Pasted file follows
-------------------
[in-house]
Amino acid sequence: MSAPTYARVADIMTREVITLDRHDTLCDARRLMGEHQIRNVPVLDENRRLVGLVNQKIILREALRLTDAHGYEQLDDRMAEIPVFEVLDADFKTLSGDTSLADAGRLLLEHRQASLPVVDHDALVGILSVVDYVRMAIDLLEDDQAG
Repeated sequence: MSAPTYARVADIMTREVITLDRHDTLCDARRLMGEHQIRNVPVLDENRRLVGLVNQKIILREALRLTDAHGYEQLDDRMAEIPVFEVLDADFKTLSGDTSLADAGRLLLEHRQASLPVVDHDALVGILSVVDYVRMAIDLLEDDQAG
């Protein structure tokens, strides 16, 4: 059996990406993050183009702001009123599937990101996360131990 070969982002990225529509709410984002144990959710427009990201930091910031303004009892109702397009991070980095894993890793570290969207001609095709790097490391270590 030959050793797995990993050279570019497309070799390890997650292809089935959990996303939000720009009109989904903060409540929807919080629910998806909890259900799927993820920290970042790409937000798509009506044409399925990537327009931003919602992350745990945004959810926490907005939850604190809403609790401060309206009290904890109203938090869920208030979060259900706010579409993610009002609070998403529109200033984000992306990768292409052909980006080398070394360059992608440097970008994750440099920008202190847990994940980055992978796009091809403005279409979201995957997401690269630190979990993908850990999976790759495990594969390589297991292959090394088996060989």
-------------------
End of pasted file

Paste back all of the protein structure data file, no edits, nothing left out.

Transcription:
[in-house]
Amino acid sequence: MSAPTYARVADIMTREVITLDRHDTLCDARRLMGEHQIRNVPVLDENRRLVGLVNQKIILREALRLTDAHGYEQLDDRMAEIPVFEVLDADFKTLSGDTSLADAGRLLLEHRQASLPVVDHDALVGILSVVDYVRMAIDLLEDDQAG
Repeated sequence: MSAPTYARVADIMTREVITLDRHDTLCDARRLMGEHQIRNVPVLDENRRLVGLVNQKIILREALRLTDAHGYEQLDDRMAEIPVFEVLDADFKTLSGDTSLADAGRLLLEHRQASLPVVDHDALVGILSVVDYVRMAIDLLEDDQAG
């Protein structure tokens, strides 16, 4: 059996990406993050183009702001009123599937990101996360131990 070969982002990225529509709410984002144990959710427009990201930091910031303004009892109702397009991070980095894993890793570290969207001609095709790097490391270590 030959050793797995990993050279570019497309070799390890997650292809089935959990996303939000720009009109989904903060409540929807919080629910998806909890259900799927993820920290970042790409937000798509009506044409399925990537327009931003919602992350745990945004959810926490907005939850604190809403609790401060309206009290904890109203938090869920208030979060259900706010579409993610009002609070998403529109200033984000992306990768292409052909980006080398070394360059992608440097970008994750440099920008202190847990994940980055992978796009091809403005279409979201995957997401690269630190979990993908850990999976790759495990594969390589297991292959090394088996060989």